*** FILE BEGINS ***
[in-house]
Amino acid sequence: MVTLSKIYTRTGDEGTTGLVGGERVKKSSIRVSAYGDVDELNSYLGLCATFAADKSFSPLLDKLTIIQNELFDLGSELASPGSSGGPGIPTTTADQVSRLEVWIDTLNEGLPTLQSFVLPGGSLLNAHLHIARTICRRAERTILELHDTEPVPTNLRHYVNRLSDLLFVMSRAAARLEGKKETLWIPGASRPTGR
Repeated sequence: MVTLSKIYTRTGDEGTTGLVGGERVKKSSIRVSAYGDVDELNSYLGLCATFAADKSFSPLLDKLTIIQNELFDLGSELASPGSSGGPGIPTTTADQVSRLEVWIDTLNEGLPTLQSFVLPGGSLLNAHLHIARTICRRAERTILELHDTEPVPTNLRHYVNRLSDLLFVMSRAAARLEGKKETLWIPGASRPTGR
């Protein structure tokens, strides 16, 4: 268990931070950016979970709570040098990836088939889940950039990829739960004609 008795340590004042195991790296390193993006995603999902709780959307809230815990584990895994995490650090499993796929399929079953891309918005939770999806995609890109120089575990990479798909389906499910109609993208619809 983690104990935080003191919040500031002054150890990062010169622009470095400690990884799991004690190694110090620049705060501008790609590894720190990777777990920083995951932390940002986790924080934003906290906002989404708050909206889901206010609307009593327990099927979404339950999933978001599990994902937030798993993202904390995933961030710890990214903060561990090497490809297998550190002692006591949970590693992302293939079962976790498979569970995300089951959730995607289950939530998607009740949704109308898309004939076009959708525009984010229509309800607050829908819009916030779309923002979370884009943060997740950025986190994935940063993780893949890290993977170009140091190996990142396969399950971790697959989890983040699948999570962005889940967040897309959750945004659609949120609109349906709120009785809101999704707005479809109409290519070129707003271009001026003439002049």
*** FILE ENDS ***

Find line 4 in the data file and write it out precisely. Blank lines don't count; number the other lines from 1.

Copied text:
């Protein structure tokens, strides 16, 4: 268990931070950016979970709570040098990836088939889940950039990829739960004609 008795340590004042195991790296390193993006995603999902709780959307809230815990584990895994995490650090499993796929399929079953891309918005939770999806995609890109120089575990990479798909389906499910109609993208619809 983690104990935080003191919040500031002054150890990062010169622009470095400690990884799991004690190694110090620049705060501008790609590894720190990777777990920083995951932390940002986790924080934003906290906002989404708050909206889901206010609307009593327990099927979404339950999933978001599990994902937030798993993202904390995933961030710890990214903060561990090497490809297998550190002692006591949970590693992302293939079962976790498979569970995300089951959730995607289950939530998607009740949704109308898309004939076009959708525009984010229509309800607050829908819009916030779309923002979370884009943060997740950025986190994935940063993780893949890290993977170009140091190996990142396969399950971790697959989890983040699948999570962005889940967040897309959750945004659609949120609109349906709120009785809101999704707005479809109409290519070129707003271009001026003439002049």